On October 17, the gates of the Johnson Space Center reopened and NASA’s employees returned to the business of space work, the government shutdown—messy, embarrassing, ultimately pointless—having ended. For 16 days, the Space Center had seemed like a ghost town. Once 3,000 furloughed employees were back at work, however, the place seemed, well, a bit less like a ghost town.
“Every American who went into space went through Houston,” astronaut Walt Cunningham (Apollo 7) told us, speaking wistfully of NASA’s glory days, when the space shuttle program made the Center a power hub. And when the program was killed, media headlines focused on the 4,000 jobs that evaporated overnight, not Houston’s rightful claim to the title Space City, though that evaporated too.
Which is odd when you consider that manned spaceflight was born right here, on a 30,000-acre ranch where longhorns once grazed and deer wandered at sunset. Just a few years after the pasture was paved, Neil Armstrong was name-checking Houston on the moon, and the city became a world leader in space science and engineering. No one then could have foreseen our fall from space grace.
But space itself is now a different animal and therein lies an opportunity. These days, the final frontier is now the final marketplace—zero-gravity medical experiments! tourism!—which is why eight localities petitioned and received spaceport licenses from the FAA (most, admittedly, with a space history not at all illustrious—we’re talking to you Jacksonville and Kodiak Island). Other licenses are pending; even Midland put in a bid. Wait, Midland?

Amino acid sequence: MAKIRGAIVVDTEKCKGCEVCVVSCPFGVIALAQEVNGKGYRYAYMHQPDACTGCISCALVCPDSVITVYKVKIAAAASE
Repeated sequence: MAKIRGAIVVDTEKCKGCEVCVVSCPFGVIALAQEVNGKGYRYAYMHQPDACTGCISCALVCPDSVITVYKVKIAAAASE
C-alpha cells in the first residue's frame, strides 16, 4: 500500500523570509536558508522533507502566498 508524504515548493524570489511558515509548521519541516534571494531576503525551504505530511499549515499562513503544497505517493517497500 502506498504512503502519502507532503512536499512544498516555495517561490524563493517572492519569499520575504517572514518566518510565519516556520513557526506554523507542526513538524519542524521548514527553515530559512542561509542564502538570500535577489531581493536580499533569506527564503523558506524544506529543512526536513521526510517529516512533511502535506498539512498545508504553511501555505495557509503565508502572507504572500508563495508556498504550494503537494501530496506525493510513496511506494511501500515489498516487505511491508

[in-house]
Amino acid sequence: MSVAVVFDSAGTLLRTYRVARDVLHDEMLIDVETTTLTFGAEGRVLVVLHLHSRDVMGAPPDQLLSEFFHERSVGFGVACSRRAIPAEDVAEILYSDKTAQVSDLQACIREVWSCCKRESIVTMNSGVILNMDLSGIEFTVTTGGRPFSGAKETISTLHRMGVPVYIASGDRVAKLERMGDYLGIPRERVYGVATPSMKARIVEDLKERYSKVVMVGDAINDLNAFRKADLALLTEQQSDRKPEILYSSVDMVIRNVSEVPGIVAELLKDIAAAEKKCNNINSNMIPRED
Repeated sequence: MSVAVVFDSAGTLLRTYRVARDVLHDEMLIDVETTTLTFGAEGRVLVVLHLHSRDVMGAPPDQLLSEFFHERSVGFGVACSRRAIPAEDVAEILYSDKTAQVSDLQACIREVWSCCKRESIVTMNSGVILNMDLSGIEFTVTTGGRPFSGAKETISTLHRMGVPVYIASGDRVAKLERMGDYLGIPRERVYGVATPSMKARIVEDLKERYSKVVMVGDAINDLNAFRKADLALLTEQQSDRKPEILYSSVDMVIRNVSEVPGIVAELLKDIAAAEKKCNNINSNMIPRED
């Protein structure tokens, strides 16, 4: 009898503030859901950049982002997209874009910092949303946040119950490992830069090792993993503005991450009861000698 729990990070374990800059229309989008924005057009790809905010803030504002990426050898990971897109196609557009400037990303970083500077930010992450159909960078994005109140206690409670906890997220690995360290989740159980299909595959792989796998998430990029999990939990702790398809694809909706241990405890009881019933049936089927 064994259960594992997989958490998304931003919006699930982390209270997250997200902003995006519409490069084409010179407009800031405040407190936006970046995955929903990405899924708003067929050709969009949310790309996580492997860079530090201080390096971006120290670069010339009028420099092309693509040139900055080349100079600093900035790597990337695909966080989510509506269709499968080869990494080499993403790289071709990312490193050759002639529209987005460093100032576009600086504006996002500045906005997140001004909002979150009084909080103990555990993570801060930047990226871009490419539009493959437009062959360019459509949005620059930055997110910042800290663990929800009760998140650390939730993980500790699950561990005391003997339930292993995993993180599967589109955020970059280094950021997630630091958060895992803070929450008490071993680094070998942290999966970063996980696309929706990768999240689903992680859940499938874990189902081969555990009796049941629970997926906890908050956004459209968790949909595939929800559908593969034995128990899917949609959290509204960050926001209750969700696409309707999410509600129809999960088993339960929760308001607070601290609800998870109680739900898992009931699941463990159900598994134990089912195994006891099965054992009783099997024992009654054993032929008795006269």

“Houston needs to do the same things for the virginal commercial space industry that Jesse Jones did with the port,” says Wayne Hale, Jr., who managed NASA’s space shuttle program. “There is competition for the business and Houston will not get it through its historic connection.”
So, no, it’s not enough that we were once Space City, that we possess Tranquility Park and an underwhelming Challenger memorial. It’s not enough that a few astronauts wander into Mediteraneo for cocktails from time to time, or that Hollywood still alights on the Vomit Comet in Webster whenever it needs a weightlessness scene. Sentimentalism will only get you so far.
“Mario Diaz has a great vision,” declares Texas Space Alliance’s Wayne Rast. “He saw Ellington Field was a diamond in the rough.”
That vision, which Diaz, who heads the Houston Airport System, presented to City Council in July, involves “leveraging our existing (and unique) space community” to turn the forlorn Ellington into a futuristic air terminal with regular suborbital launches (maximum cruising altitude 328,000 feet). While he concluded that only horizontal and not vertical launches would be possible here (no trips to the International Space Station), there was palpable excitement among city councilmembers. They agreed to release monies so that licensing might be pursued (if there was still time!), environmental assessments conducted, and economic possibilities analyzed.
“I see a potential opportunity for our city,” Diaz told us. “We must stake our claim to keep Houston at the forefront.”
Rast is a bit more florid. “Houston is the lowest hanging fruit in the history of the planet,” he says. “It’s the Silicon Valley of the new commercial space industry. We’re in the barnstorming days of the early flying machines when the world thought they were crazy. Now the world will never be the same.”